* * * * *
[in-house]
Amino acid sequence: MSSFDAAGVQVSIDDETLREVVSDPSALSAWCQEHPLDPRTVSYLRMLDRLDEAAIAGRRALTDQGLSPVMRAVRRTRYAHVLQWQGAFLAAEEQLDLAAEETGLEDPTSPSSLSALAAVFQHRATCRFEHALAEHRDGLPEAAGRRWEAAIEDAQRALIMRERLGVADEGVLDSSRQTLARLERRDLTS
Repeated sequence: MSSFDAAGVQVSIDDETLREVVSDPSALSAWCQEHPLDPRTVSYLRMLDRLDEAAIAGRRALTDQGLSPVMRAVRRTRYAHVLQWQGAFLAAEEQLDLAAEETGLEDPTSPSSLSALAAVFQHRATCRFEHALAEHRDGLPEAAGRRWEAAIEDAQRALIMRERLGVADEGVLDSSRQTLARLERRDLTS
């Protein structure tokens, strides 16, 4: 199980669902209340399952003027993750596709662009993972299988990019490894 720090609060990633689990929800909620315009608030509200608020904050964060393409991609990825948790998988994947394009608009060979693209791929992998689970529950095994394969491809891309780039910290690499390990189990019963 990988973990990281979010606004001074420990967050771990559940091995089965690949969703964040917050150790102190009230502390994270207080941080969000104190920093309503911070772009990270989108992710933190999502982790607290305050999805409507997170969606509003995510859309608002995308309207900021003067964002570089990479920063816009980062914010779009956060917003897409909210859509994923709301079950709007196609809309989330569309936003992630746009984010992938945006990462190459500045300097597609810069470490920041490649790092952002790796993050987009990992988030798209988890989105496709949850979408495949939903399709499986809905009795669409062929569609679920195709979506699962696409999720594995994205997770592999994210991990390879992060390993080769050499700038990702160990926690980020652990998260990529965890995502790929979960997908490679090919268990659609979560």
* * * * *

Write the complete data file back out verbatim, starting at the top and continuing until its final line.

[in-house]
Amino acid sequence: MSSFDAAGVQVSIDDETLREVVSDPSALSAWCQEHPLDPRTVSYLRMLDRLDEAAIAGRRALTDQGLSPVMRAVRRTRYAHVLQWQGAFLAAEEQLDLAAEETGLEDPTSPSSLSALAAVFQHRATCRFEHALAEHRDGLPEAAGRRWEAAIEDAQRALIMRERLGVADEGVLDSSRQTLARLERRDLTS
Repeated sequence: MSSFDAAGVQVSIDDETLREVVSDPSALSAWCQEHPLDPRTVSYLRMLDRLDEAAIAGRRALTDQGLSPVMRAVRRTRYAHVLQWQGAFLAAEEQLDLAAEETGLEDPTSPSSLSALAAVFQHRATCRFEHALAEHRDGLPEAAGRRWEAAIEDAQRALIMRERLGVADEGVLDSSRQTLARLERRDLTS
């Protein structure tokens, strides 16, 4: 199980669902209340399952003027993750596709662009993972299988990019490894 720090609060990633689990929800909620315009608030509200608020904050964060393409991609990825948790998988994947394009608009060979693209791929992998689970529950095994394969491809891309780039910290690499390990189990019963 990988973990990281979010606004001074420990967050771990559940091995089965690949969703964040917050150790102190009230502390994270207080941080969000104190920093309503911070772009990270989108992710933190999502982790607290305050999805409507997170969606509003995510859309608002995308309207900021003067964002570089990479920063816009980062914010779009956060917003897409909210859509994923709301079950709007196609809309989330569309936003992630746009984010992938945006990462190459500045300097597609810069470490920041490649790092952002790796993050987009990992988030798209988890989105496709949850979408495949939903399709499986809905009795669409062929569609679920195709979506699962696409999720594995994205997770592999994210991990390879992060390993080769050499700038990702160990926690980020652990998260990529965890995502790929979960997908490679090919268990659609979560």